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Designing for Recovery Could Save 140 Millon Tonnes of Waste from Landfill

Ecodesigns for Circular EconomyLondon – An extra 140 million tonnes of waste could be recycled if all products are consciously designed to maximise end-life recovery of components and material commodities, according to a new report from the waste and resource industry body, the Environmental Services Association (ESA).

By helping ensure that products and their packaging can be easily reused, dismantled and recycled, the waste and recovery sector could help generate a further £ 1.4 bn for the UK economy in extra recyclate revenues.

“80% of the environmental impact of a product is determined at design stage,” says ESA’s Chairman, David Palmer Jones. “By helping manufacturers ‘design for recovery’, the waste and resources sector can make a significant contribution to the creation of a zero-waste circular economy.”

“If we work together to change the way products are designed, we can avoid the current trend of a third of potentially recyclable material being lost to the economy. This is vital for resource efficiency and security, and to reduce environmental impacts including greenhouse gas emissions,” Mr. Palmer Jones said..

Sophie Thomas, Co-Director of Design at the Royal Society for the Encouragement of Arts, Manufactures and Commerce (RSA) commented, “Getting recycling and recovery experts working with designers is essential if we are to see a new generation of products which are built for material recovery. We are delighted that the Environmental Services Association has committed to finding suitable experts from its membership and we look forward to working with the Association to take this forward.”

In a circular economy, rather than being sent to waste after use, materials are reclaimed and reused or recycled as secondary raw materials, or converted into soil nutrients as compost and fertiliser, with any residual waste generating energy.

The creation of a circular economy in the UK could generate 50,000 jobs and boost GDP by £3 billion. As well as improving the balance of payments by £20 billion and improving the UK’s economic outlook this would result in more sustainable economic growth and reduce pressure on resources and supply chains.

The ESA’s ‘Going for Growth’ report examines in detail the contribution the waste and resource industry can make to a circular economy and provides ten recommendations for policymakers and other stakeholders which will help bring it closer to reality.

According to the ESA’s report, the global economy has followed a linear pattern of production and consumption for the past 150 years, but with growing global population rates and increased levels of consumption, this model is becoming unsustainable. In order to maintain rising living standards and remove the pressure on the earth’s increasingly strained resources, a new model is required.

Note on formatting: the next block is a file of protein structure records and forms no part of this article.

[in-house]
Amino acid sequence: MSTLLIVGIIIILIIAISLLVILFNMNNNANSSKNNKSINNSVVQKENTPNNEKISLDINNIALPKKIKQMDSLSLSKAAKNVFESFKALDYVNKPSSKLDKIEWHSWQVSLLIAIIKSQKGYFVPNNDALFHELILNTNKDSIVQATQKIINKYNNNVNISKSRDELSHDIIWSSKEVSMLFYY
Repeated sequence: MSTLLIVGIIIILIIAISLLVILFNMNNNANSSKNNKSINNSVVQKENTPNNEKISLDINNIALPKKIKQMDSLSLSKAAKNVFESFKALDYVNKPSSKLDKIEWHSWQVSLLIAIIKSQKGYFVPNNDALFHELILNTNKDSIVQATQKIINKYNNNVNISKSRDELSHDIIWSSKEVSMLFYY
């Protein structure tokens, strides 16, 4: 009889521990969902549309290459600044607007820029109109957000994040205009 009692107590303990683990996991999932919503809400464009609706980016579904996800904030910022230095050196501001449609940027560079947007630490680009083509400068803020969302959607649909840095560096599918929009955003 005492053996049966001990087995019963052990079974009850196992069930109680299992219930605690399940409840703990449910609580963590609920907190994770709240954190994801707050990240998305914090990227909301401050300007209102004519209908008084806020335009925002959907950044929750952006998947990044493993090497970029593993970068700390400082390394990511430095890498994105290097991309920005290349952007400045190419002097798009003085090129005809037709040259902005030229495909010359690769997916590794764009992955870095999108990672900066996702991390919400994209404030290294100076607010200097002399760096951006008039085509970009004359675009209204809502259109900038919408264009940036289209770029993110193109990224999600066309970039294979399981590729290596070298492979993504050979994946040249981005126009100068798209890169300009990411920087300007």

“The waste management industry sits at the heart of the development of a circular economy,” says Mr. Palmer-Jones, “Our members are on the frontline as collectors and processors of the raw materials which are then injected back into the economy. The future of our industry is to turn all waste into a productive resource by using all forms of available technology.”

‘Going for Growth’ makes ten recommendations for policymakers and stakeholders in the circular economy:

  1. Waste management companies to contribute experts to the ‘design for recyclability’ spaces proposed by RSA
  2. EU to use powers within the Eco Design Directive to set recyclability requirements for selected products
  3. A BIS Ministerial post should be created to lead on Resource Efficiency across Government, linking the current emphasis on industrial policy with the material resources agenda
  4. EU should consider adding products with high recycled content to list of VAT reduced goods
  5. Specifications for recycled products/content in Government Buying Standards to be increased
  6. Separate food waste collections to become widespread for households and businesses
  7. Business Parks, Business Improvement Districts and other clusters of SMEs to facilitate collective long term contracts for recyclate collections
  8. Development of standard clauses in local authority collection contracts to enable better allocation of recyclate price risk between partners
  9. Green Investment Bank to consider developing ‘insurance products’ that would underwrite elements of waste volume/recyclate price risk
  10. MRF sampling proposals to be strengthened in line with ESA proposals to Department for Environment, Food and Rural Affairs (Defra)
The 'Circular Design Map'
The ‘Circular Design Map’. © RSA